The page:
During winter, many people choose to feed wild birds, either in their own backyards, down at the beach or at a marsh. If you choose to feed the birds, please feed them only food which is good for them. Feeding them the wrong food will harm them more than help them.
DO NOT FEED BREAD – bread is often the first kind of food humans give to birds. However, birds receive very little nutrition from bread and may die from a diet high on bread as this can cause malnutrition, especially in the winter when there is little other food available. Also, stale bread with mould can cause Aspergillosis (a lung disease).
Do not feed birds bread. It can cause malnutrition and mould on it can cause lung disease.
Feeding Birds at Home
For those of you who are feeding at home, here are some of the favourite foods of certain birds:
Suet Block: Chickadees, Nuthatches, Woodpeckers, Flickers, Creepers (available from most Supermarkets and pet stores)
Cracked Nuts: Chickadees, Nuthatches, Towhees, Juncos, Finches
Raw Peanuts: Woodpeckers, Sparrows, Grosbeaks, Jays (unsalted, of course)
Sunflower Seeds: Chickadees, Nuthatches, Towhees, Juncos, Finches (hulled or whole unsalted- Sparrows, Grosbeaks, Jays)
Cut Apples: Robins, Woodpeckers, Flickers, Starlings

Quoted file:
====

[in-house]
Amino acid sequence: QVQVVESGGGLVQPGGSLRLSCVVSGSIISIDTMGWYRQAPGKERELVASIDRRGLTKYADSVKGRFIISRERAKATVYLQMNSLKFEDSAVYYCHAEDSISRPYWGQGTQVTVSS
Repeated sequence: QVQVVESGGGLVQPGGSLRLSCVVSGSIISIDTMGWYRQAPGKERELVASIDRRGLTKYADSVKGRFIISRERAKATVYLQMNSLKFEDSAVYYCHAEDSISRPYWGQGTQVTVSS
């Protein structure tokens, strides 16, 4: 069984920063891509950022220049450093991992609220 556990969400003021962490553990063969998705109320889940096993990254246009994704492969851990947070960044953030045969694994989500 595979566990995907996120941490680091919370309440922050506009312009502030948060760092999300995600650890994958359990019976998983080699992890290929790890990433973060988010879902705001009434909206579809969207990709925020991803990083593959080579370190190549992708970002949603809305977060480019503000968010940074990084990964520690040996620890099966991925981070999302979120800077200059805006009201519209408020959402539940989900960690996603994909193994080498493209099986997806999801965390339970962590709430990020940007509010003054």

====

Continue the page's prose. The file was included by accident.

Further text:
Wild Bird Seed: Many varieties of birds, including Towhees, Juncos, Finches, Sparrows, Jays, Pine Siskins
Niger Thistle: Goldfinches, Pine Siskins
Sugar/Water: Hummingbirds (1 part sugar/4 parts water- keep fresh)
DON’T FORGET TO HAVE WATER AVAILABLE TOO!
In the winter, when it is freezing outside, wild birds have difficulty finding water so it is important that a constant supply of water is available to them. It has been found that they do not like to have water in deep containers so a shallow dish is preferred. In the summer the birds also like to have a shallow water dish available for bathing.
It is important to keep your bird feeders clean, as mouldy seeds can be one of the causes of Aspergillosis in birds. Sadly many die from this disease. Regularly washing your feeders in a mild solution of water and bleach (9 parts water/1 part bleach) will ensure the feeders are kept sterile.
Feeding Birds in Public Spaces
If you are feeding birds at the beach or at a marsh, you can feed:
Whole Wheat: Geese, Ducks, Pigeons
Corn or Hen Scratch
Soaked Dog Kibble** Gulls, Crows
** Kibble must be soaked prior to feeding to wild birds, otherwise it will absorb any liquid the bird drinks and swell up inside their crop.
What Food Does that Bird Eat?
The bird’s bill will tell you!
Seed eating birds have short, thick bills for crushing seeds and shelling them.
Examples: Sparrows, Grosbeaks, Buntings, Finches.
Insect eating birds have slender, pointed bills that enable them to pick up insects.
Examples: Vireos, Kinglets, Warblers, Wrens
Some insect eating birds have a very wide mouth for catching insects on the wing.
Examples: Swallows, Nighthawks, Swifts.
Probing birds have long, slender bills for probing in mud in search of food.
Examples: Snipe, sandpipers
Preying birds have strong, sharp, hooked, bills for tearing flesh of prey.
Examples: Owls, Hawks, Falcons, Eagles
Straining birds have flattened bills for straining food from mud.
Examples: ducks, geese
Ground feeding birds have short, stout bill for feeding on the ground.
Examples: quail, grouse
Fish eating birds have long, sharp bills for spearing fish.
Examples: Herons, Egrets